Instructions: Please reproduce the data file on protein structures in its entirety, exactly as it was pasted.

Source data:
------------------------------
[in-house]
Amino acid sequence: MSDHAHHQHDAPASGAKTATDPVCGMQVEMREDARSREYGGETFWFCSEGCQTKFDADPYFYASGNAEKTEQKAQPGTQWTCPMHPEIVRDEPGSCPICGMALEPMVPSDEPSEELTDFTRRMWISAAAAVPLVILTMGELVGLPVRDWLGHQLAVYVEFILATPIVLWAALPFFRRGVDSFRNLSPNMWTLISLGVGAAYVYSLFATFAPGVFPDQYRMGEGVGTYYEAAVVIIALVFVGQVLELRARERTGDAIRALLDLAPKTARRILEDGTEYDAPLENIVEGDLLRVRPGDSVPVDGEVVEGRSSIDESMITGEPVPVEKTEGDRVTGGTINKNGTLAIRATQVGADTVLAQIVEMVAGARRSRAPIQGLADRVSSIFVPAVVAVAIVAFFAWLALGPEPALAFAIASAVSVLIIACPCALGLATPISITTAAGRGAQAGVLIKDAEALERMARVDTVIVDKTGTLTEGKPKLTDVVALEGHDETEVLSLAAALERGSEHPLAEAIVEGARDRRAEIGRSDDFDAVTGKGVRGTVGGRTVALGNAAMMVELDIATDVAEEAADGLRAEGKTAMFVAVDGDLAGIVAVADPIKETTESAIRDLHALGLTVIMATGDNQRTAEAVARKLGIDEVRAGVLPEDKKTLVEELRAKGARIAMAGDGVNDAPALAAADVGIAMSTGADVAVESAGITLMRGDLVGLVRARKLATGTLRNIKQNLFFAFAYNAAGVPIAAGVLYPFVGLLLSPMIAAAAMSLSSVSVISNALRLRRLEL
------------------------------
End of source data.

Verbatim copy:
[in-house]
Amino acid sequence: MSDHAHHQHDAPASGAKTATDPVCGMQVEMREDARSREYGGETFWFCSEGCQTKFDADPYFYASGNAEKTEQKAQPGTQWTCPMHPEIVRDEPGSCPICGMALEPMVPSDEPSEELTDFTRRMWISAAAAVPLVILTMGELVGLPVRDWLGHQLAVYVEFILATPIVLWAALPFFRRGVDSFRNLSPNMWTLISLGVGAAYVYSLFATFAPGVFPDQYRMGEGVGTYYEAAVVIIALVFVGQVLELRARERTGDAIRALLDLAPKTARRILEDGTEYDAPLENIVEGDLLRVRPGDSVPVDGEVVEGRSSIDESMITGEPVPVEKTEGDRVTGGTINKNGTLAIRATQVGADTVLAQIVEMVAGARRSRAPIQGLADRVSSIFVPAVVAVAIVAFFAWLALGPEPALAFAIASAVSVLIIACPCALGLATPISITTAAGRGAQAGVLIKDAEALERMARVDTVIVDKTGTLTEGKPKLTDVVALEGHDETEVLSLAAALERGSEHPLAEAIVEGARDRRAEIGRSDDFDAVTGKGVRGTVGGRTVALGNAAMMVELDIATDVAEEAADGLRAEGKTAMFVAVDGDLAGIVAVADPIKETTESAIRDLHALGLTVIMATGDNQRTAEAVARKLGIDEVRAGVLPEDKKTLVEELRAKGARIAMAGDGVNDAPALAAADVGIAMSTGADVAVESAGITLMRGDLVGLVRARKLATGTLRNIKQNLFFAFAYNAAGVPIAAGVLYPFVGLLLSPMIAAAAMSLSSVSVISNALRLRRLEL